Here is what you have probably already heard:
Lucy is a 40% complete skeleton of a three million-year old Australopithecine (early hominid) discovered in Ethiopia by Donald Johanson in 1973. Scientists consider Lucy to be strong evidence for human evolution, because her skeleton shows both ape-like and human characteristics. She probably walked upright, and is thought by many to be on the direct evolutionary line to humans.
Now, here is what you haven’t:
I have trimmed and selected the meat from several articles which you can find links to at the bottom of this post if you want to read the full article.
One of the best known “human ancestors” is an Australopithecus afarensis skeleton called Lucy. Probably nobody knows more about Lucy and her species than her discover, Donald Johanson. So let’s see what Donald Johanson has to say about Australopithecus afarensis.
All Those Fossils
How many fossils do you suppose we have that tell us about Australopithecus afarensis? You might think there are lots. You have probably read something like this:
Of the 250 hominid fossils we found at Hadar between 1973 and 1975 that led to the naming of a new species, Australopithecus afarensis, the earliest bones are from 3.4 million years ago. Dato’s discovery–if it was 3 million years old–had allowed us to double our estimates as to the length of time that hominids lived at Hadar.
Let’s talk about the “250 hominid fossils” they found in just two or three years. It sounds like there is an abundance of evidence, until you see the picture below. It contains at least 16 of those 250 fossils. Presumably they are some of the best. Why would they show the 16 worst if they had 234 better ones to show? (click to view full-rez.)
These “16 fossils” make up just part of one skull.
But if Lucy’s feet don’t show evidence of upright walking, what about her pelvis?
Lucy’s left innominate [hip-joint socket] had been bent out of shape and broken into about forty pieces while it was embedded in the ground. Owen X-rayed the fossil and discovered that the back of Lucy’s pelvis, where the sacrum connects with the innominate, had smashed against a rock or another bone during burial, shattering and twisting the ilium. He then spent six months carefully outlining and numbering each fragment of ilium, casting each piece of the fossil in plaster, smoothing out the edges, and then reassembling them in a three-dimensional jigsaw puzzle. Every fragment had to line up with adjoining pieces from both the front and the back side of the bone to convince Owen that he had overcome any distortion that occurred after the bone was damaged. Once Owen had restored the left side of the pelvis, he sculpted a mirror image of the right side in plaster and placed Lucy’s sacrum in between to complete his masterpiece.…When Owen brings a human pelvis, a chimp pelvis, and a cast of Lucy’s pelvis into an elementary-school classroom, the children have no trouble deciding which two look alike. Lucy’s pelvis has a bowl shape like a human pelvis, but it is not as deep. 11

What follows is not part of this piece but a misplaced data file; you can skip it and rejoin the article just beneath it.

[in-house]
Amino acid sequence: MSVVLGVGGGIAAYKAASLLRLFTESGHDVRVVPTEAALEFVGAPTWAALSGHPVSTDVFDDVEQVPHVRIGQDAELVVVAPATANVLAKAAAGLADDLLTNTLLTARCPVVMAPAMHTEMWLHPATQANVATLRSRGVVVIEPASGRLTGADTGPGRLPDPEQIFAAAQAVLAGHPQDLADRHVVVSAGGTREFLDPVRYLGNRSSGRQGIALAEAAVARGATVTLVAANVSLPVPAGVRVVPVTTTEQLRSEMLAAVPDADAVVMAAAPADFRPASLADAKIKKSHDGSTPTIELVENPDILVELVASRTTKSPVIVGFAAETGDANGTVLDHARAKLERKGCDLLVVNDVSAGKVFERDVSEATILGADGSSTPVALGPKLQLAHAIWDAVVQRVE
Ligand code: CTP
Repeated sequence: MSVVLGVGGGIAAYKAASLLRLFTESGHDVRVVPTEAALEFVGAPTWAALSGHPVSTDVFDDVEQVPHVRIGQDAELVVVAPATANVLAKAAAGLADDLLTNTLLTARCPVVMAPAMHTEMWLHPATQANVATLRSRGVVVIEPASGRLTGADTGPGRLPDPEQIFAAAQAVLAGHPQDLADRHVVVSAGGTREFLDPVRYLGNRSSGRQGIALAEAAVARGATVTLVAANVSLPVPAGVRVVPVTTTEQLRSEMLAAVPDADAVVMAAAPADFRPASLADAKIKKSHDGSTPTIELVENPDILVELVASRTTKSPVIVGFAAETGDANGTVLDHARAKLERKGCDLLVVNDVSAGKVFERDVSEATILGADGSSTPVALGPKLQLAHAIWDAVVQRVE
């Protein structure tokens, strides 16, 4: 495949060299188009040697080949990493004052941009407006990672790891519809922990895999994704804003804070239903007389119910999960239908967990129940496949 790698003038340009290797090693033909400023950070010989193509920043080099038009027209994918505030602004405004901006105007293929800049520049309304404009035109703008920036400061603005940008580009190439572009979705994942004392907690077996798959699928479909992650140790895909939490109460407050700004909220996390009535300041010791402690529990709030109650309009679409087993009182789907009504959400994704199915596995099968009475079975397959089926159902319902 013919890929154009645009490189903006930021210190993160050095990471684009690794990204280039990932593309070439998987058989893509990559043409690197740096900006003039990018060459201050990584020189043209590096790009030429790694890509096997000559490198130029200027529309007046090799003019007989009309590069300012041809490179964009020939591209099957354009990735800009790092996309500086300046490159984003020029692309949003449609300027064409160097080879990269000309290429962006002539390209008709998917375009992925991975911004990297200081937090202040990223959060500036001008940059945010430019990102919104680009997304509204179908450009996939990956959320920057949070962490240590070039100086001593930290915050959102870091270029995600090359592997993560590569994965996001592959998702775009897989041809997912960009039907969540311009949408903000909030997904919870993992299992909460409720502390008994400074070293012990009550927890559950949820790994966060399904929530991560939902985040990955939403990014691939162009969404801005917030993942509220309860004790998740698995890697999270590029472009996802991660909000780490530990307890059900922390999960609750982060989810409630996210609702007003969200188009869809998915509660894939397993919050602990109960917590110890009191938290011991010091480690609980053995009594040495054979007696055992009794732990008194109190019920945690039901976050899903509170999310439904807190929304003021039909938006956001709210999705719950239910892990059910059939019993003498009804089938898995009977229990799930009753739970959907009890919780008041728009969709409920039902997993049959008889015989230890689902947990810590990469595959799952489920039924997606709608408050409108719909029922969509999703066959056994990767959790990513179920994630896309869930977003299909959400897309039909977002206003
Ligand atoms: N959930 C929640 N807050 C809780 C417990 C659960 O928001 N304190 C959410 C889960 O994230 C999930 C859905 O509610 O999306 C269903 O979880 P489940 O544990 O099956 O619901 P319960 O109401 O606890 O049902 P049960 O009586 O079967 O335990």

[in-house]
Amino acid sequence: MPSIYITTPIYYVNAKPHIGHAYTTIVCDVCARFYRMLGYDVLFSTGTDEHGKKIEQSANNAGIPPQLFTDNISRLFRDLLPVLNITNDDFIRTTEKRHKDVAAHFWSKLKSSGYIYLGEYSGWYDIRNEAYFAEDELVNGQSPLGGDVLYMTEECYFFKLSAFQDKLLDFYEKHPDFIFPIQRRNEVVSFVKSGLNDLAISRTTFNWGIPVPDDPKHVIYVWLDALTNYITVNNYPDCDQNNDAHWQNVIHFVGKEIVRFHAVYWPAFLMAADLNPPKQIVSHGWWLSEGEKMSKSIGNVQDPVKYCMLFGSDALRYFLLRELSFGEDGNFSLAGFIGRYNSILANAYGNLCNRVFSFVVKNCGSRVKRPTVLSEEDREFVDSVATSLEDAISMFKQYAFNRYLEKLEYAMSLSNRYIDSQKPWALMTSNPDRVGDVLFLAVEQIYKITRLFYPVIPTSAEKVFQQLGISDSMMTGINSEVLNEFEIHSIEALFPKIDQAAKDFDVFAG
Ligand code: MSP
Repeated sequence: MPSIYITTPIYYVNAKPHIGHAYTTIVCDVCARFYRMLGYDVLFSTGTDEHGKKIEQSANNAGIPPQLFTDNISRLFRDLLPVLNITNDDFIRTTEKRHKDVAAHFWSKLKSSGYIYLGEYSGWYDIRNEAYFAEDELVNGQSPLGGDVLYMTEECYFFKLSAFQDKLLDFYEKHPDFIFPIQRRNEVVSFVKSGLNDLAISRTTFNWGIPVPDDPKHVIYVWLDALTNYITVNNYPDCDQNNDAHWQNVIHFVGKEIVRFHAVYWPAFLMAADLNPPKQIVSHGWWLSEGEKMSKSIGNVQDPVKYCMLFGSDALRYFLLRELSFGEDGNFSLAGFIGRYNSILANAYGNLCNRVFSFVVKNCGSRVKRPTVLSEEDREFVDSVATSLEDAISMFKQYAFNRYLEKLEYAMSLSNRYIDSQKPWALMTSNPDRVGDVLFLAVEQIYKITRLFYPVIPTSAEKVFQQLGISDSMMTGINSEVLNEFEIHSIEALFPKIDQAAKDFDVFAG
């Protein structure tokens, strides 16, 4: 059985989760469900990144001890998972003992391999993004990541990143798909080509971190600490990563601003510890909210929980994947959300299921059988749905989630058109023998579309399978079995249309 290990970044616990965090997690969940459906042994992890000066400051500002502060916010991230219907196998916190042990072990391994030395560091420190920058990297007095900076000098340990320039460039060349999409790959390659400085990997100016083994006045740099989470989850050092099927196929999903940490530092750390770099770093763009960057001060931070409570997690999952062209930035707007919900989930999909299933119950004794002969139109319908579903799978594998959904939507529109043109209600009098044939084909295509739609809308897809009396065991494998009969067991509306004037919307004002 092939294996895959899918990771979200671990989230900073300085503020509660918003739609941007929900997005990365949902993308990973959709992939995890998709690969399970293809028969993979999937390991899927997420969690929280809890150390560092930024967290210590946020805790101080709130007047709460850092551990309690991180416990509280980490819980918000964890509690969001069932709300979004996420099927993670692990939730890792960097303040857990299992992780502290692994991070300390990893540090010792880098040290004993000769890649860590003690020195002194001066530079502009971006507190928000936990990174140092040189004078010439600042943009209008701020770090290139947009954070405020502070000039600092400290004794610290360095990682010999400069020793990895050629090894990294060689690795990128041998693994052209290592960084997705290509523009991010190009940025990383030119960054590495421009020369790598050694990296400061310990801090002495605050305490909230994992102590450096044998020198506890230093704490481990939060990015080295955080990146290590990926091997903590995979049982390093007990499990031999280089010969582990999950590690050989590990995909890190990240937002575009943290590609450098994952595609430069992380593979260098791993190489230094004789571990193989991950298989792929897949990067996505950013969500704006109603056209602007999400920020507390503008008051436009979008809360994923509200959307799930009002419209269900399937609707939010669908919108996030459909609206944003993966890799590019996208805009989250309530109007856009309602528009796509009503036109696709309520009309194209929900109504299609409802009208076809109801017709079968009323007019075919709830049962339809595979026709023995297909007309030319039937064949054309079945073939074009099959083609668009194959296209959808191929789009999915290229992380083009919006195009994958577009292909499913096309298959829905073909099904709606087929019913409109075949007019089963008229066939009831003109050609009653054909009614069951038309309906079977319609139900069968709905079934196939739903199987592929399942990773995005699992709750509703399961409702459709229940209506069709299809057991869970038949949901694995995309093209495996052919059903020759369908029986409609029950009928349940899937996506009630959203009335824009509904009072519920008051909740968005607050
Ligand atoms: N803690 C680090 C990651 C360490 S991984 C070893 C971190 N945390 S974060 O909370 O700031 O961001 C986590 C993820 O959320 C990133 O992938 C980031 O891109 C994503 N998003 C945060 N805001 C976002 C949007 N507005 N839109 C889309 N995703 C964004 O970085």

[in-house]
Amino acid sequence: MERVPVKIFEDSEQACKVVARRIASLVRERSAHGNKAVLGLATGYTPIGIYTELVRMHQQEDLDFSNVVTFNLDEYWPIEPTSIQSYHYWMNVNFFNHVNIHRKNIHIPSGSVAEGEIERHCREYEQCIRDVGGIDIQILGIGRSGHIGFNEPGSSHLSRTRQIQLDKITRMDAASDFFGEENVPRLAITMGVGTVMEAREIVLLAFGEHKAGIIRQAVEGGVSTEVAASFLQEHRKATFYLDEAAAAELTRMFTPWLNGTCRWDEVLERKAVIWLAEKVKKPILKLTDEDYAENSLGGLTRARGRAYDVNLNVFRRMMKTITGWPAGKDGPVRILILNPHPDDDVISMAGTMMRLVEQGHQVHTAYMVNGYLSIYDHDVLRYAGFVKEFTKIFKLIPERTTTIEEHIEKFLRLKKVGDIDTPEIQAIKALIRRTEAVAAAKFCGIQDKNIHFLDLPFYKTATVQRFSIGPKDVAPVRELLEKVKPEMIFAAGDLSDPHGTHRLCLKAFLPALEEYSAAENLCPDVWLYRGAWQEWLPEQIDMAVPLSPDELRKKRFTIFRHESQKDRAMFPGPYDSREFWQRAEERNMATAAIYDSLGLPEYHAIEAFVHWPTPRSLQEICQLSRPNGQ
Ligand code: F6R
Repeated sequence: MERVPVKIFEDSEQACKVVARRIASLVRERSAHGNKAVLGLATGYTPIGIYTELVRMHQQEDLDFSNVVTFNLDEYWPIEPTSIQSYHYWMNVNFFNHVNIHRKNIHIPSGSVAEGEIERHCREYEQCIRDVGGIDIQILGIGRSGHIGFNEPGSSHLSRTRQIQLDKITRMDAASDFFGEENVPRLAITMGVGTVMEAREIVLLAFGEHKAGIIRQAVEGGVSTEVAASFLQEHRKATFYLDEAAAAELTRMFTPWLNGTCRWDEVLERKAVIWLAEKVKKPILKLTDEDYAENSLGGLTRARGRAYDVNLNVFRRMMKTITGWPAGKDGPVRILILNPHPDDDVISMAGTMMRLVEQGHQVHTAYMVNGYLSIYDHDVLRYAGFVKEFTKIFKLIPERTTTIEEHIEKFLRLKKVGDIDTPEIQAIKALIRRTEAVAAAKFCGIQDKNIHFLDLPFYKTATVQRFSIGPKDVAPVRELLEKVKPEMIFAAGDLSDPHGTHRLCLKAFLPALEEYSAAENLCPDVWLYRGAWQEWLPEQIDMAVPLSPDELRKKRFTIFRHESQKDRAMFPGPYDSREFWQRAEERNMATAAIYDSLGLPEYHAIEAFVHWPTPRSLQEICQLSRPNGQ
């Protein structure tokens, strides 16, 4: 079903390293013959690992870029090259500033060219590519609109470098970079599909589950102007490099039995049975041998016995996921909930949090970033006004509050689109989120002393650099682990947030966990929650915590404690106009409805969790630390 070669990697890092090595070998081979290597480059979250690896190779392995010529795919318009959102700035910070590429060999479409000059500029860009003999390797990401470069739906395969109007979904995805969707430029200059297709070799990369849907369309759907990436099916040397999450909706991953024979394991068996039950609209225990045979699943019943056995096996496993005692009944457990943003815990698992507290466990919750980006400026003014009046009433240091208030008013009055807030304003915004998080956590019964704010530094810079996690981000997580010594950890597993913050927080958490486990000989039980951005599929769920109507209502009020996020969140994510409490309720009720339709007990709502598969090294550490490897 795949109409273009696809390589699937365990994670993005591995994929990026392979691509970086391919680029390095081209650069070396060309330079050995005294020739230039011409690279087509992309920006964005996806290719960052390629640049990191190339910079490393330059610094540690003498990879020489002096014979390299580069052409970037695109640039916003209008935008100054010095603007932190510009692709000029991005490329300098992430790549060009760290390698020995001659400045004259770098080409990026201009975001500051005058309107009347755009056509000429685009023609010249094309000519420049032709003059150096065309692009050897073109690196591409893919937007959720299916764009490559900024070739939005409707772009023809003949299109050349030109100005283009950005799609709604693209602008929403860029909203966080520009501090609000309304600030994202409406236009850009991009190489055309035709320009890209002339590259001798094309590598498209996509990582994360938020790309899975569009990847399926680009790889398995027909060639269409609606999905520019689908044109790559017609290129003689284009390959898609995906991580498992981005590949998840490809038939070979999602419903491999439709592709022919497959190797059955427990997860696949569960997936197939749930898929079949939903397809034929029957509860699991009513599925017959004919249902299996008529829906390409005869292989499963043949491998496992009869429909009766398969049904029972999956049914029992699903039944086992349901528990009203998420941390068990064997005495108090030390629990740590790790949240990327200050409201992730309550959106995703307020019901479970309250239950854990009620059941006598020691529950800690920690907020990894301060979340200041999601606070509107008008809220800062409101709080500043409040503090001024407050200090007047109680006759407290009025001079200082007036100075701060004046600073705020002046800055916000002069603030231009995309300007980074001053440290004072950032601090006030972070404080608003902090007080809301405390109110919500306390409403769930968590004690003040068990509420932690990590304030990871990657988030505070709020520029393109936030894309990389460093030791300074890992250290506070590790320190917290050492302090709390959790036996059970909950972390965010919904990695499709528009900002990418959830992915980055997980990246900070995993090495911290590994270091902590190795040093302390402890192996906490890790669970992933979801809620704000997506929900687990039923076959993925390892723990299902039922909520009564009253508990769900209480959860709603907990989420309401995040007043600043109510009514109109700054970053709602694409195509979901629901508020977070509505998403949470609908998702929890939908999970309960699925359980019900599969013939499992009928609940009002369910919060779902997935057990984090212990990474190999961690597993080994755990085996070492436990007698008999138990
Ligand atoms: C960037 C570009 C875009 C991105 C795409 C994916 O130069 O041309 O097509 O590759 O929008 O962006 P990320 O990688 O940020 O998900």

So, Lucy’s left-half pelvis you saw above isn’t one piece. It is about forty pieces that have been carefully shaped to remove the “distortion” they experienced during burial. Distortion is, by definition, a deviation from the normal shape. But since this is the only pelvis (actually, it is just a half-pelvis) they have for this species, how do they know what it is supposed to look like? All they have is a pre-conceived notion of what it should look like. Since it didn’t look like that when it came out of the ground, they had to reshape it to look the way Owen Lovejoy thought it should look.
Why Call Lucy a “Hominid”?
Australopithecus means “southern ape”. What makes it more than an ape? What human-like characteristics make it “hominid”? Johanson says,
Over this considerable span of time the fossil remains of Australopithecus afarensis reveal a unique but constant mosaic of features: from the neck up, chimpanzee; from the waist down, human. 12
The human characteristics are “from the waist down.” Is he referring to the missing foot bones that are so remarkably human? Or is he referring to the composite foot bones made from a Homo species that supposedly lived more than a million years later? Or is it the pelvis that was radically redesigned during reconstruction to make it look more human and less “distorted” that is the feature that makes Lucy human from the waist down?
What Did Johanson Really Find?
As far as we can tell, the bones that Johanson actually found indicate that Australopithecus afarensis is an extinct ape. It is the bones that he didn’t find (feet bones and an ”undistorted” pelvis) that have human characteristics.Furthermore, by his own reckoning, he found bones that span more than one million years with very little variation in them. He found positive evidence that Australopithecus afarensis shows virtually no sign of evolution in a million years.
“God cannot be a figment of my imagination because He is not at all what I imagined Him to be.”
“People prefer to believe what they prefer to be true.”
-Sir Francis Bacon
“The bible does not say ‘Be Ye transformed by the removal of your mind’”
“That’s the whole problem with science. You’ve got a bunch of empiricists trying to describe things of unimaginable wonder.”
So, for these 75 years of bamboozlement about Lucy – without further ado: